A satirical take on the 1960's
In 1965 America was awash in comic monsters. On CBS Fred Gwynne, Yvonne De Carlo and Al Lewis were camping it up on The Munsters, while their ABC rivals The Addams Family featured John Astin, Carolyn Jones and Jackie Coogan in a series based on the New Yorker cartoons of Charles Addams. Boris Karloff performed Bobby “Boris” Pickett’s novelty song “The Monster Mash” on Shindig! and cartoonist John Stanley, best known for his work on Dell’s Little Lulu comics, produced the comic Melvin Monster which featured a little monster boy who is a disappointment to his parents because he want to be good.
Melvin Monster is definitely a kid’s comic: there’s nothing subtle about the bad puns and simple gags which are its very life blood, nor does Stanley’s art display any great sophistication (he was better known as a scripter). But it’s fun for adults as well: Melvin Monster offers a chance to be a kid again for a few hours, to be delighted by silly jokes and enjoy Melvin’s relentless good cheer as he makes his way through an obstacle course of hazards, from a pet crocodile who sees him as lunch to a parents who send him into a cellar from which no one has ever returned. Of course Melvin does return: this is the kind of comic where you understand from the beginning that nothing really bad will ever happen
But Melvin Monster is more than just a series of gags. Melvin lives in an inverted universe where parents complain about television programs which don’t include enough crime and violence and kids worry that Melvin will give their neighborhood a good reputation. This setup offers Stanley a chance to satirize contemporary society without seeming heavy-handed. Melvin is a nonconformist who wonders why he’s expected to be like everyone else in Monsterville, but instead of expressing his individuality by becoming a juvenile delinquent he does so by being a respectful kid who wants to go to school and do lots of homework.
Melvin’s parents Mummy and Baddy are satirical takes on standard-issue parents from 1960’s popular culture. Mummy looks like a cross between Jane Jetson and Laura Petrie, complete with an exaggerated feminine figure and helmet hair, except that she’s completed covered in bandages like the kind of mummies you see in museums (or in movies starring Boris Karloff). This doesn’t keep her from fulfilling the traditional female role (no women’s liberation in this comic!) which includes cooking, keeping house and deferring to her husband. Baddy is a simple-minded monster who chews up tables and wall plaster when he’s not consuming enormous platters of eggs, and is prone to fly into rages when he doesn’t immediately get his way.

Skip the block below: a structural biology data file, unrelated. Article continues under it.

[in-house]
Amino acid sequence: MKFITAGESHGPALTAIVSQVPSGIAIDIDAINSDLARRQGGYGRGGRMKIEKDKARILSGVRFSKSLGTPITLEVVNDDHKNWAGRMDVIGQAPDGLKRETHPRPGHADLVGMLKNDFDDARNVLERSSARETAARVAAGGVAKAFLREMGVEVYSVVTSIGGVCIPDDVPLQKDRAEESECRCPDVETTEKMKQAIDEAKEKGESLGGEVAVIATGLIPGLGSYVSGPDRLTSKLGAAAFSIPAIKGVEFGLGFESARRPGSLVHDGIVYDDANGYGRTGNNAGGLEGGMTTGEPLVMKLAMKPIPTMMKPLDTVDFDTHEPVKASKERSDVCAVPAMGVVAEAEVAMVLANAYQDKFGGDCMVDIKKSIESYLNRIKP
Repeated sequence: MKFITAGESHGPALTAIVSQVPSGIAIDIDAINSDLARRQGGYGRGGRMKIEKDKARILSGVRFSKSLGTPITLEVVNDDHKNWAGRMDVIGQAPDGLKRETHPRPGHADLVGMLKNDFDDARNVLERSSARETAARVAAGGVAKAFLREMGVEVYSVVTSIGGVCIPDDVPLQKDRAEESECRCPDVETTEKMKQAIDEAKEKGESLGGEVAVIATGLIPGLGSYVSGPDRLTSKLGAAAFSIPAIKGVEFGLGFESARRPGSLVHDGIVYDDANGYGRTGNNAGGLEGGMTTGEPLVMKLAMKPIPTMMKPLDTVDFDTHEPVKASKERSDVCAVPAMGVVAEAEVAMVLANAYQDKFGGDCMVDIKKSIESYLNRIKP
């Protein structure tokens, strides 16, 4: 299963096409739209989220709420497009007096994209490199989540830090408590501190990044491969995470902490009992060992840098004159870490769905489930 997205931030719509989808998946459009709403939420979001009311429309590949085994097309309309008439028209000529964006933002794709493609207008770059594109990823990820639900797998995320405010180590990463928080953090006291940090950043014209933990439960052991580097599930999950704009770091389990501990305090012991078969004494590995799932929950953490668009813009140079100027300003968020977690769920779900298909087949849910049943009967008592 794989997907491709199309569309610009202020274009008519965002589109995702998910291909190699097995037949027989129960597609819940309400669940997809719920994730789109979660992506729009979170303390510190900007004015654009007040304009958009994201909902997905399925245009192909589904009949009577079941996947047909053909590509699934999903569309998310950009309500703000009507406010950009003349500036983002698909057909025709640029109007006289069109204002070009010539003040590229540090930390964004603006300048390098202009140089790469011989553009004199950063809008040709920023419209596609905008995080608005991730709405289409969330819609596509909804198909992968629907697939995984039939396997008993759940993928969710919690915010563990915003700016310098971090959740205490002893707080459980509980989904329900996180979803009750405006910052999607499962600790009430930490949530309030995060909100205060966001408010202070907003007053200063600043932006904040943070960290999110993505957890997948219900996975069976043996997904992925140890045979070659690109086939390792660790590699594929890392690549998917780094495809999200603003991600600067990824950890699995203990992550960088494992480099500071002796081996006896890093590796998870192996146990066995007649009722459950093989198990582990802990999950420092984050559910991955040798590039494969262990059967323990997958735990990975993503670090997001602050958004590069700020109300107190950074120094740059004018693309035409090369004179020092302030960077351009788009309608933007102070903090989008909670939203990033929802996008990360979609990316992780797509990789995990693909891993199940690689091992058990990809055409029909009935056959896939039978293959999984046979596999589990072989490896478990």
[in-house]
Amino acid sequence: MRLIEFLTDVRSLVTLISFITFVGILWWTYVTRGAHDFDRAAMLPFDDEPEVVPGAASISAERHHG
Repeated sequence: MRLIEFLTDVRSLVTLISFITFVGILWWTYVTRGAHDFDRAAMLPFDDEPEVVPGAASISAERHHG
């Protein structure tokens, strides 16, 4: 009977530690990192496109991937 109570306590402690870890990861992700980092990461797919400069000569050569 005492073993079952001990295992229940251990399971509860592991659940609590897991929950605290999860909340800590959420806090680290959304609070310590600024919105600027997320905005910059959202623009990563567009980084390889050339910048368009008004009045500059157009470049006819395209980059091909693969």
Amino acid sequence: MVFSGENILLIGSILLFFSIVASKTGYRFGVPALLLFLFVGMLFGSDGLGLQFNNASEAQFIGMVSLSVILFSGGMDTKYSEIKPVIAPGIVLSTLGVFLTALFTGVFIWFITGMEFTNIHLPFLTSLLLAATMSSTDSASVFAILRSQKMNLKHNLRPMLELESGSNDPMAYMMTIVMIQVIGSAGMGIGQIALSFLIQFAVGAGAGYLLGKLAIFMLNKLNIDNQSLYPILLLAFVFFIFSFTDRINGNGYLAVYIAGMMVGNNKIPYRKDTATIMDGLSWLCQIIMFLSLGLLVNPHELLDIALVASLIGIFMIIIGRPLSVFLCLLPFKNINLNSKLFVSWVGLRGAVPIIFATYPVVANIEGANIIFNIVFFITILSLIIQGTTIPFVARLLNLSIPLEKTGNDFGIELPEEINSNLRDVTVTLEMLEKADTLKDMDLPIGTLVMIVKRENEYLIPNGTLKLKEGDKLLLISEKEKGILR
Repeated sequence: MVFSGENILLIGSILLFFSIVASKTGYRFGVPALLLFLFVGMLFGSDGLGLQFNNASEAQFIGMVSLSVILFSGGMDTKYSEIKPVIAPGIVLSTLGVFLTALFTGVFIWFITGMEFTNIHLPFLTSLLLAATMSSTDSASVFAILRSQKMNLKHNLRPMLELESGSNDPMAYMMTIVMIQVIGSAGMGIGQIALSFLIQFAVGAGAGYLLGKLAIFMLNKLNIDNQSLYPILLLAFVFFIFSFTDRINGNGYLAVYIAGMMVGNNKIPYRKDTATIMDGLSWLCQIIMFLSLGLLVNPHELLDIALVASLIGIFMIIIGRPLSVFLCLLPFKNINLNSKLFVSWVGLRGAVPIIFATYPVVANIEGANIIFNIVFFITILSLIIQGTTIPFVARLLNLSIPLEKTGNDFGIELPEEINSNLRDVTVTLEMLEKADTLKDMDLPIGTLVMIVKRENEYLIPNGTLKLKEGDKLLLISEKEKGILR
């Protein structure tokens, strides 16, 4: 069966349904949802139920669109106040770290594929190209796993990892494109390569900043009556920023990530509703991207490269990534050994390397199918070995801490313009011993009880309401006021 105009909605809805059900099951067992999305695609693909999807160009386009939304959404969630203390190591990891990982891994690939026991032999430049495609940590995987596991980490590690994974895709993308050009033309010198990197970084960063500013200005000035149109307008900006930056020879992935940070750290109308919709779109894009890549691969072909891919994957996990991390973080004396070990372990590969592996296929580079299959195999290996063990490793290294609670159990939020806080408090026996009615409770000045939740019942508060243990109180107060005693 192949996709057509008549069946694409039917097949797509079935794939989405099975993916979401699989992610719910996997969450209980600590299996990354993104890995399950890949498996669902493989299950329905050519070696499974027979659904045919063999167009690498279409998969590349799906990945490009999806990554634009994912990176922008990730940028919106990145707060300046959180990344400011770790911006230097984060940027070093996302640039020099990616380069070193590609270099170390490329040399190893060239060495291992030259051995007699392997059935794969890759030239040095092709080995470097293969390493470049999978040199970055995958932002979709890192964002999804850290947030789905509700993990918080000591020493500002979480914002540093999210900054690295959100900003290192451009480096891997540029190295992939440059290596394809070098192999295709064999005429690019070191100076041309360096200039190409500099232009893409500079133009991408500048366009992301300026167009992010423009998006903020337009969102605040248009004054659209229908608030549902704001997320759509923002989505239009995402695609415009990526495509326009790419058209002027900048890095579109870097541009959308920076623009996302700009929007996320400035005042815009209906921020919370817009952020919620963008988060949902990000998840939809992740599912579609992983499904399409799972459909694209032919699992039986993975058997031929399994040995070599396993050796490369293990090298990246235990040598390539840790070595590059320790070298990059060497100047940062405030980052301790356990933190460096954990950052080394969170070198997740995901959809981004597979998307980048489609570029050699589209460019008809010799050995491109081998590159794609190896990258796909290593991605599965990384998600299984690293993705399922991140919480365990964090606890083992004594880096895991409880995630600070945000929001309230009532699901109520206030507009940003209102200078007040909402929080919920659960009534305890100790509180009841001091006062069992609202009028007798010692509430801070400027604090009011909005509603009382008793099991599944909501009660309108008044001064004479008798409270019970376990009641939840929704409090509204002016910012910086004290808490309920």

Melvin escapes to Human Being Land (also referred to as “Humanbeanville”) several times, and is always disappointed by what he finds there. He thinks humans are always nice and kind to each other, unlike monsters—until an impatient pedestrian knocks him down a manhole, a fat lady hits him with her purse and kids turn him into a spinning top. Melvin is then rescued by a Milburn Drysdale-like character (complete with a carnation in the buttonhole of his pinstriped suit) whose real purpose is to capture Melvin for his private zoo. In a later episode, a wealthy couple sunbathing in their rooftop garden amuse themselves reading about crime victims. However the man is interrupted in mid-gloat—“How I enjoy hearing about the misfortunes of the riff-raff down on the streets! It makes me appreciate more the peace, quiet and security of our penthouse paradise“—by the arrival of two robbers in a helicopter.
You can have fun spotting the references to monster culture throughout Melvin Monster. In the first issue Melvin wakes up from a nightmare that “A crazy bunch of humans with torches were chasing me through a swamp-“ which you will recognize as the fate of Frankenstein’s monster. And Melvin is awakened each morning by a hand which reaches out of the wall next to his bed, rather like Thing T. Thing from The Addams Family but with more hair.
Melvin Monsteris the first in a series of Drawn & Quarterly volumes which will present much of John Stanley’s work. Handsomely designed and edited by Seth in an 8.25” x 10.75” hardcover volume, it contains two series of five stories each, plus several one-page bonus comics.